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Thanks to all of you who tuned in and/or sent questions for our The Punch Down Episode Three interview with Gary Vaynerchuk. We kicked off a tad late, but it was well worth the wait.
The replay of the live broadcast of our interview with GV is below – if you missed it, you’re in for a treat, as Gary (who connected via telephone) was in typically fine form, pulling no punches with his candid answers.
How does Gary views the wine world’s forays into social media? What does he think the next big thing will be in wine and tech? Does Gary feel as though he abandoned his popular show’s followers when it comes to vino? Who’s getting it right on-line in the wine world? Questions answered in the ensuing vid!
Special thanks to Gary, who once again shows why he’s a passionate and intellectual force with which to be reckoned, as well as one of the most candid wine personalities ever to pull cork from neck.
The Punch Down Episode Three with Gary Vaynerchuk
[ Editor’s note: following is a guest post from the 1WD intern: the young, unpaid Shelby Vittek, who many of you will recall really shook things up with her first 1WD article. You can check out more of Shelby’s work at TableMatters.com, and find her on twitter at @BigBoldReds. Let us know what you think (but keep things civil, you opinionated b*stards!). Enjoy! ]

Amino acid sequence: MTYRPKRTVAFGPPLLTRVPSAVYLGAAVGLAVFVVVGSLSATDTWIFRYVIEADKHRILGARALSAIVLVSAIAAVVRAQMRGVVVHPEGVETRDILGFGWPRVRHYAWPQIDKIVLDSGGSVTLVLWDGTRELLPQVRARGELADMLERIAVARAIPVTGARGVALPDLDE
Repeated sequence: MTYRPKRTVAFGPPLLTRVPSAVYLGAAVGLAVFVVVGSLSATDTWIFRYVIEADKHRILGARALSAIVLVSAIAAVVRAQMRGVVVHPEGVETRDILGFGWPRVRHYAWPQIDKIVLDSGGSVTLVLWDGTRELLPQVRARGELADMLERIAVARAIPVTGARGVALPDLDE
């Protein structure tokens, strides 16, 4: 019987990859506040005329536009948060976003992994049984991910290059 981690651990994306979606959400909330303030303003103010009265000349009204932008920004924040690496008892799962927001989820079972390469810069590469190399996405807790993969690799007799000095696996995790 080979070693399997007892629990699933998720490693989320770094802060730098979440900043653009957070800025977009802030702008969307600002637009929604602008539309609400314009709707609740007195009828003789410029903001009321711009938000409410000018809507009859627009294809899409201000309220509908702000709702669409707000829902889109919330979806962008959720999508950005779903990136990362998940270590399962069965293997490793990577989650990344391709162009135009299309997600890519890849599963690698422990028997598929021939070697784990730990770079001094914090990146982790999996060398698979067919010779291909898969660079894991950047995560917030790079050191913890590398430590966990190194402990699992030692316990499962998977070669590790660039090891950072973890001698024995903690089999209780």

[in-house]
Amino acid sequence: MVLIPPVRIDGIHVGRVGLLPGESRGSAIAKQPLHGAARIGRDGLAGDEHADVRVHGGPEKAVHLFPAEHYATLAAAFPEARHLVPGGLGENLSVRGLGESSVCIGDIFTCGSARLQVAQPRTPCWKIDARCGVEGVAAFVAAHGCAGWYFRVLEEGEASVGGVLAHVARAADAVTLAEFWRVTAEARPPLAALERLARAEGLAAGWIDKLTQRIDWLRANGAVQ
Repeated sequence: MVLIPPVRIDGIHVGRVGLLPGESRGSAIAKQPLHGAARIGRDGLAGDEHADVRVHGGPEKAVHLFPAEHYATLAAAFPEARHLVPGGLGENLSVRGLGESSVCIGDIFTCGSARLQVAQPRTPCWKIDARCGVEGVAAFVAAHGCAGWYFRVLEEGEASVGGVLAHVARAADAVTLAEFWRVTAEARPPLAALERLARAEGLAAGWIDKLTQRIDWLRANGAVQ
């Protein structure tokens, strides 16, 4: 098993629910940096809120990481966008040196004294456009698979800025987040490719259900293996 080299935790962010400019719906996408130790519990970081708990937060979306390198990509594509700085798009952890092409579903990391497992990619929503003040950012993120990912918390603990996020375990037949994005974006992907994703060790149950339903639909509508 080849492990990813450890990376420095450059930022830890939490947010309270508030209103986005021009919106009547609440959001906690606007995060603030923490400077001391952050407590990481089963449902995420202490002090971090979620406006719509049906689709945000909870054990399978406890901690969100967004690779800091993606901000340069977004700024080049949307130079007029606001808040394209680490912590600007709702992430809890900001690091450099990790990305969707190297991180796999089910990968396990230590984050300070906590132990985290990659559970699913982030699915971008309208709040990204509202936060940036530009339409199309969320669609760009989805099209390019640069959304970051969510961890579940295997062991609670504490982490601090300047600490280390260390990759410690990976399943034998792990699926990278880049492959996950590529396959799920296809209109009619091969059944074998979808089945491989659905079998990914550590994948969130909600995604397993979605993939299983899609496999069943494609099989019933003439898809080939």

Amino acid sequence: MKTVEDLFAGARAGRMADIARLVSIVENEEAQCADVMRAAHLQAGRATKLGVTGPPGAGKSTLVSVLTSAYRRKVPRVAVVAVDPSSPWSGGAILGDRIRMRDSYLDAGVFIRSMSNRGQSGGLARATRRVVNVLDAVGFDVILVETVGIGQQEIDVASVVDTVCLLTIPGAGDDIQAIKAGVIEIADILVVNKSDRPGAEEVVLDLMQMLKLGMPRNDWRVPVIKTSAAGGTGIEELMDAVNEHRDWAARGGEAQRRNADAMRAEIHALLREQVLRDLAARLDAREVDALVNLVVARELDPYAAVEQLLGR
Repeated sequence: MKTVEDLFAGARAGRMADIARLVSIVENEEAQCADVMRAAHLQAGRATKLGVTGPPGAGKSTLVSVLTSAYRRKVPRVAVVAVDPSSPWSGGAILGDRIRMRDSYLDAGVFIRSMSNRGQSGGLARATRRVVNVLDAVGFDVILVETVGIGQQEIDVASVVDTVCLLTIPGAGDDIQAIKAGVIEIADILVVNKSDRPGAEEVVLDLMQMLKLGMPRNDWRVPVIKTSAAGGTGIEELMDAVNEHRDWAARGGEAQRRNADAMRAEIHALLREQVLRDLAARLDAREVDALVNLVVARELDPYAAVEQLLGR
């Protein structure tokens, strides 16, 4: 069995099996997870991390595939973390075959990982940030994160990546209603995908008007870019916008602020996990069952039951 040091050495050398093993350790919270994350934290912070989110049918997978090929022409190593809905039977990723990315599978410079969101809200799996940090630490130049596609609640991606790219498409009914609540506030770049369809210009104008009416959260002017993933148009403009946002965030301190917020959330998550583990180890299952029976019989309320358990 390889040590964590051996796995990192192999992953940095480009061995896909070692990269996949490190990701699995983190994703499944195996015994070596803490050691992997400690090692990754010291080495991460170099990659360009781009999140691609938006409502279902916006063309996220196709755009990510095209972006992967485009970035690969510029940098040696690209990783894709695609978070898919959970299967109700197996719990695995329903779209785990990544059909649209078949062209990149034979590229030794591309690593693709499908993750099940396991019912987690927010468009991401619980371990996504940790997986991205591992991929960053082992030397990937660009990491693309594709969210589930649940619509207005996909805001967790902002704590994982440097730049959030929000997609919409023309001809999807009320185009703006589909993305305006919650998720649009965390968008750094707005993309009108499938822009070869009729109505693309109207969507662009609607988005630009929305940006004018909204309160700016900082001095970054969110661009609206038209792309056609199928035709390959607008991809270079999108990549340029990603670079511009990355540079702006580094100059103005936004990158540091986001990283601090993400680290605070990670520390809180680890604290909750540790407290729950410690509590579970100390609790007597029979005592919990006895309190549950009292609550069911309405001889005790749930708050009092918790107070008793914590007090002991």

Just before the holiday break, Joe prompted me to run down to his cellar before lunch and pick out a bottle of wine for the meal that Mrs. Dudette had cooked up for us. It was an exciting moment – a free grab of any of the bottles I’ve been sorting through and cataloguing for months. (No, I didn’t choose a crazy expensive bottle, or touch any of his beloved aged Riesling collection – I know better than that by now.)
But the excitement of this new responsibility quickly turned into fear. I don’t often drink my wine with food and was worried my selection wouldn’t stand up well to the meal. What if the efforts to impress my “boss” ended in total failure, causing him to reconsider taking me on as his intern? And the last thing I wanted was to put Mrs. Dudette’s amazing cooking skills to shame.